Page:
X

DON'T SHARE NUISANCE.
SHARE NEWS.

Be a responsible citizen. Come, pledge to always check and share verified and vetted news.
»
1-min read

Women stronger sex when dealing with pain

News18test sharma |

Updated: March 16, 2011, 1:34 PM IST
facebook Twitter google skype whatsapp
Women stronger sex when dealing with pain
Men and women prepare for and deal with pain in different ways.

London: Move over, the macho man image. It's women who are the stronger sex when it comes to dealing with extreme pain, a new study has revealed.

Researchers have also found that men and women prepare for and deal with pain in very different ways -- while males put their energy into fearing a painful procedure, females think of ways to cope with it.

However, despite claims that evolution and childbirth has led women to withstand more pain than men, the study does not back this up.

In the study, when subjected to an excruciating medical test, 16 healthy women felt the same discomfort as 16 healthy male volunteers. Brain scans showed that women linked pain to negative emotions -- the men just tried to avoid it.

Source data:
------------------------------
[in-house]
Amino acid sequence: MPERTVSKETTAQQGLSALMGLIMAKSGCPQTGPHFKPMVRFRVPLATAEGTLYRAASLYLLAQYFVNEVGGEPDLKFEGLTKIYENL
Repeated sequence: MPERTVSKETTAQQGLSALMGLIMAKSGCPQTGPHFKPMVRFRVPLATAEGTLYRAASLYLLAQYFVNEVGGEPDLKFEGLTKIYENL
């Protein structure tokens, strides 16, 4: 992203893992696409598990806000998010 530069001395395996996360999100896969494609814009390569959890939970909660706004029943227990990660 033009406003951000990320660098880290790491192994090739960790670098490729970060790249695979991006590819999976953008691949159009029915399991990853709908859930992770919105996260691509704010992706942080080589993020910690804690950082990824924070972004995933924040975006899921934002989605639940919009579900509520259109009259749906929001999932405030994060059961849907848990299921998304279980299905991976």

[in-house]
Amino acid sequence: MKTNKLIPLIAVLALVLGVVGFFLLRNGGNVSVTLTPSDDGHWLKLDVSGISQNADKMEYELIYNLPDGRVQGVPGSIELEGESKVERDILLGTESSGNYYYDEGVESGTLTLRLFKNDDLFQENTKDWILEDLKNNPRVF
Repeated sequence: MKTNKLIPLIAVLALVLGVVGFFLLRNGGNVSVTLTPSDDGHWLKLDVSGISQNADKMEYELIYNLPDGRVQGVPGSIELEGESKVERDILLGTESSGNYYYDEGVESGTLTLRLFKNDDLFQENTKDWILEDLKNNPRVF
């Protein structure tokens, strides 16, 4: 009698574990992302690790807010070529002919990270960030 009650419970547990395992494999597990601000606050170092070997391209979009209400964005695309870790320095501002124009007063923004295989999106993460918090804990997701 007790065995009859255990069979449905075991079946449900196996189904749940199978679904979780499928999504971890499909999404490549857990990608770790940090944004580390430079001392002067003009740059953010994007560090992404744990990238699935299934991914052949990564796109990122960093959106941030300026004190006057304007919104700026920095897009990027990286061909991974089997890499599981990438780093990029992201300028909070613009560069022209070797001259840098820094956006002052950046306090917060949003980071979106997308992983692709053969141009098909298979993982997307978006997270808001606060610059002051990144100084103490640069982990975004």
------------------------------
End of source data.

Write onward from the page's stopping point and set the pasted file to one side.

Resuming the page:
According to the researchers at the Wingate Institute of Neurogastroenterology, the study is small-scale and it is not possible to claim that one sex is tougher than the other, the 'Daily Express' reported.

But they believe their findings could help doctors to understand how long-term chronic pain affects men and women differently. It may lead to new ways of treating people with conditions such as irritable bowel syndrome.

In the tests, volunteers had a tube inserted up their nose and into their gullet. As brain scans were taken, a small balloon at the end of the tube was inflated to slowly increase levels of pain.

Professor Qasim Aziz of the institute said the women volunteers showed more activity in the emotion-processing areas of the brain than the men. This could suggest that women may attribute more emotional importance to pain which "may influence how they perceive, report and respond" to it.

Presenting the findings to the British Society of Gastroenterology's annual meeting in Birmingham, he said: "Further research is required to determine if brain imaging studies can help to guide therapy." Dr Steven Coen, a doctor in psychology who led the study, said: "We are not saying men and women feel pain differently, but the way their brain interprets pain may differ."

First Published: March 16, 2011, 1:34 PM IST
Read full article
Next Story
facebook Twitter google skype whatsapp